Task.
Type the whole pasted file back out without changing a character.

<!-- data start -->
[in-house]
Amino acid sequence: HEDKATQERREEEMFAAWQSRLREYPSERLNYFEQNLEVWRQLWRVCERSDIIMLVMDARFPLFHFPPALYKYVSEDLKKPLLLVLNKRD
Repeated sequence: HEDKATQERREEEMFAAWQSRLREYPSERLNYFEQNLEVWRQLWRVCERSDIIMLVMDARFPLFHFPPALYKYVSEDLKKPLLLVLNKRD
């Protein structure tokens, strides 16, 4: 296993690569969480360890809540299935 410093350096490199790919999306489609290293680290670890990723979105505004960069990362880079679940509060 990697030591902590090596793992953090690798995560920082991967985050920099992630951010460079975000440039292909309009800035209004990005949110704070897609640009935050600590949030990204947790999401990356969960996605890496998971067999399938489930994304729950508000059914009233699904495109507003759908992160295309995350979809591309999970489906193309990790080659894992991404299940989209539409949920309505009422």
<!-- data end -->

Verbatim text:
[in-house]
Amino acid sequence: HEDKATQERREEEMFAAWQSRLREYPSERLNYFEQNLEVWRQLWRVCERSDIIMLVMDARFPLFHFPPALYKYVSEDLKKPLLLVLNKRD
Repeated sequence: HEDKATQERREEEMFAAWQSRLREYPSERLNYFEQNLEVWRQLWRVCERSDIIMLVMDARFPLFHFPPALYKYVSEDLKKPLLLVLNKRD
């Protein structure tokens, strides 16, 4: 296993690569969480360890809540299935 410093350096490199790919999306489609290293680290670890990723979105505004960069990362880079679940509060 990697030591902590090596793992953090690798995560920082991967985050920099992630951010460079975000440039292909309009800035209004990005949110704070897609640009935050600590949030990204947790999401990356969960996605890496998971067999399938489930994304729950508000059914009233699904495109507003759908992160295309995350979809591309999970489906193309990790080659894992991404299940989209539409949920309505009422």